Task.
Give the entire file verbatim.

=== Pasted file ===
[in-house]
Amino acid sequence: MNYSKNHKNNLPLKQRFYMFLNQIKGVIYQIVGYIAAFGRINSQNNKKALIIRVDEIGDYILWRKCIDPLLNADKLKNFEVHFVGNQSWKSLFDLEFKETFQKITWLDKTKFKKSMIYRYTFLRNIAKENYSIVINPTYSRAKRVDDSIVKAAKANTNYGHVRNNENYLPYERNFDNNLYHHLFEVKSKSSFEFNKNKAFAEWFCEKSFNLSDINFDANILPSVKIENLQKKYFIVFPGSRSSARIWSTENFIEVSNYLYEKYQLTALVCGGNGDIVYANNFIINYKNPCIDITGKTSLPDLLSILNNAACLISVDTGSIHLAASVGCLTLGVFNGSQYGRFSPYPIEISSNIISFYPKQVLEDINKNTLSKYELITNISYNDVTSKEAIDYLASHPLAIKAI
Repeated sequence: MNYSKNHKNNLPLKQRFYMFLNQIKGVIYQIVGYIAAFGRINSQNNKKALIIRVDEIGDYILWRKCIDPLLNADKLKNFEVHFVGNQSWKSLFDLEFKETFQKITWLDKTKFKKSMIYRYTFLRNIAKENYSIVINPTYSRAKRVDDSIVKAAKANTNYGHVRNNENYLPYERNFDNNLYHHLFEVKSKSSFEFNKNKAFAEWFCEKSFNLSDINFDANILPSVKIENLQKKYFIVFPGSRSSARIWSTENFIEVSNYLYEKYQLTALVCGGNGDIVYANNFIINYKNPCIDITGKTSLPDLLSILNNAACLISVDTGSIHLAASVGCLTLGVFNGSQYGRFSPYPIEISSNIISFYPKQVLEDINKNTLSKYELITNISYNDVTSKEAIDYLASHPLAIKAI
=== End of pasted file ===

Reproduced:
[in-house]
Amino acid sequence: MNYSKNHKNNLPLKQRFYMFLNQIKGVIYQIVGYIAAFGRINSQNNKKALIIRVDEIGDYILWRKCIDPLLNADKLKNFEVHFVGNQSWKSLFDLEFKETFQKITWLDKTKFKKSMIYRYTFLRNIAKENYSIVINPTYSRAKRVDDSIVKAAKANTNYGHVRNNENYLPYERNFDNNLYHHLFEVKSKSSFEFNKNKAFAEWFCEKSFNLSDINFDANILPSVKIENLQKKYFIVFPGSRSSARIWSTENFIEVSNYLYEKYQLTALVCGGNGDIVYANNFIINYKNPCIDITGKTSLPDLLSILNNAACLISVDTGSIHLAASVGCLTLGVFNGSQYGRFSPYPIEISSNIISFYPKQVLEDINKNTLSKYELITNISYNDVTSKEAIDYLASHPLAIKAI
Repeated sequence: MNYSKNHKNNLPLKQRFYMFLNQIKGVIYQIVGYIAAFGRINSQNNKKALIIRVDEIGDYILWRKCIDPLLNADKLKNFEVHFVGNQSWKSLFDLEFKETFQKITWLDKTKFKKSMIYRYTFLRNIAKENYSIVINPTYSRAKRVDDSIVKAAKANTNYGHVRNNENYLPYERNFDNNLYHHLFEVKSKSSFEFNKNKAFAEWFCEKSFNLSDINFDANILPSVKIENLQKKYFIVFPGSRSSARIWSTENFIEVSNYLYEKYQLTALVCGGNGDIVYANNFIINYKNPCIDITGKTSLPDLLSILNNAACLISVDTGSIHLAASVGCLTLGVFNGSQYGRFSPYPIEISSNIISFYPKQVLEDINKNTLSKYELITNISYNDVTSKEAIDYLASHPLAIKAI